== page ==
Health Highlights: Dec. 4, 2014

By on December 4, 2014

Health Highlights: Dec. 4, 2014

Here are some of the latest health and medical news developments, compiled by the editors of HealthDay:

Treatment-Resistant Infections Among Newborns in India Pose Worldwide Threat

Antibiotic-resistant bacterial infections are killing tens of thousands of babies in India each year and could become a global health threat, a new study says.

Last year, more than 58,000 infants in India died of these resistant infections. That’s only a small portion of the nearly 800,000 newborns who die each year in India, but doctors say the rising number of deaths from resistant infections could eventually defeat efforts to improve the country’s infant death rate, The New York Times reported.

India accounts for nearly one-third of newborn deaths worldwide.

“Reducing newborn deaths in India is one of the most important public health priorities in the world, and this will require treating an increasing number of neonates who have sepsis and pneumonia,” said study leader Dr. Vinod Paul, chief of pediatrics at the All India Institute of Medical Sciences, The Times reported.

“But if resistant infections keep growing, that progress could slow, stop or even reverse itself. And that would be a disaster for not only India but the entire world,” Paul added.

“Five years ago, we almost never saw these kinds of infections,” Dr. Neelam Kler, chairwoman of the department of neonatology at Sir Ganga Ram Hospital, an upscale private hospital in New Delhi, told The Times.

“Now, close to 100 percent of the babies referred to us have multidrug resistant infections. It’s scary,” Kler added.

An ongoing study at several government-run hospitals in Delhi has found that 70 percent of infections in more than 12,000 high-risk newborns were immune to a number of powerful antibiotics, The Times reported.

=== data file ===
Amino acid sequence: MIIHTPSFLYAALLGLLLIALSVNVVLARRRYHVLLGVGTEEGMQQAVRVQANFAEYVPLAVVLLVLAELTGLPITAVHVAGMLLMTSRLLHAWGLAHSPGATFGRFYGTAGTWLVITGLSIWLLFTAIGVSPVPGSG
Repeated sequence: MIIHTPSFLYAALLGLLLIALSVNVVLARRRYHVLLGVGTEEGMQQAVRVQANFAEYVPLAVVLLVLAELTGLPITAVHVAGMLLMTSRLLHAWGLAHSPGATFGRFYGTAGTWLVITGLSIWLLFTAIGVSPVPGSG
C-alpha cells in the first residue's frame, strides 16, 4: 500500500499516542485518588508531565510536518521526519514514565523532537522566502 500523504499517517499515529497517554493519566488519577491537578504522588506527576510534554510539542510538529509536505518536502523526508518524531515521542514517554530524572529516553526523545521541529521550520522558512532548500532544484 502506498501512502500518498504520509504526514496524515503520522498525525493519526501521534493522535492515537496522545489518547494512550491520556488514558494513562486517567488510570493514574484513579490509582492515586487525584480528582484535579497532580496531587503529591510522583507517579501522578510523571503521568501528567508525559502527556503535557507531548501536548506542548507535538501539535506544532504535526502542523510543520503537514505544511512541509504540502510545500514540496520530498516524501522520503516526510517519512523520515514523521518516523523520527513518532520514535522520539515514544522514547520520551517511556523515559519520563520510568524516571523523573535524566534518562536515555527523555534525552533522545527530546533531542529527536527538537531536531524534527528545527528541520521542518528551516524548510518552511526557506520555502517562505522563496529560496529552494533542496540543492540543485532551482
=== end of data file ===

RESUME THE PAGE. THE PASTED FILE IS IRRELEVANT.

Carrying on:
There is extensive evidence that a large amount of bacteria in India’s water, sewage, animals, soil and even mothers are immune to nearly all antibiotics, according to a number of scientists.

These resistant bacteria are especially dangerous to newborns because their immune systems are weak, The Times reported.

The “superbugs” have started to spread to other countries, researchers warn.

“India’s dreadful sanitation, uncontrolled use of antibiotics and overcrowding coupled with a complete lack of monitoring the problem has created a tsunami of antibiotic resistance that is reaching just about every country in the world,” Dr. Timothy Walsh, a professor of microbiology at Cardiff University in the U.K., told The Times.

Resistant bacteria that originated in India have already been confirmed in a number of countries, including the United States, France, Japan and Oman.


U.S. Health Care Worker Arriving From West Africa May Have Ebola

An American health care worker who may be infected with Ebola is being flown from West Africa to the U.S. and will be taken to Emory University Hospital in Atlanta.

The hospital has a special isolation unit that was used for four of the 10 Ebola patients previously treated in the U.S. Six of those 10 were Americans infected while providing care in Ebola-stricken countries in West Africa, the Associated Press reported.

No details about the health care worker were released, and a hospital spokeswoman did not say why the patient was being evacuated from West Africa even before Ebola infection was confirmed.

Citing privacy considerations, a U.S. State Department official refused to comment on the case, the AP reported.


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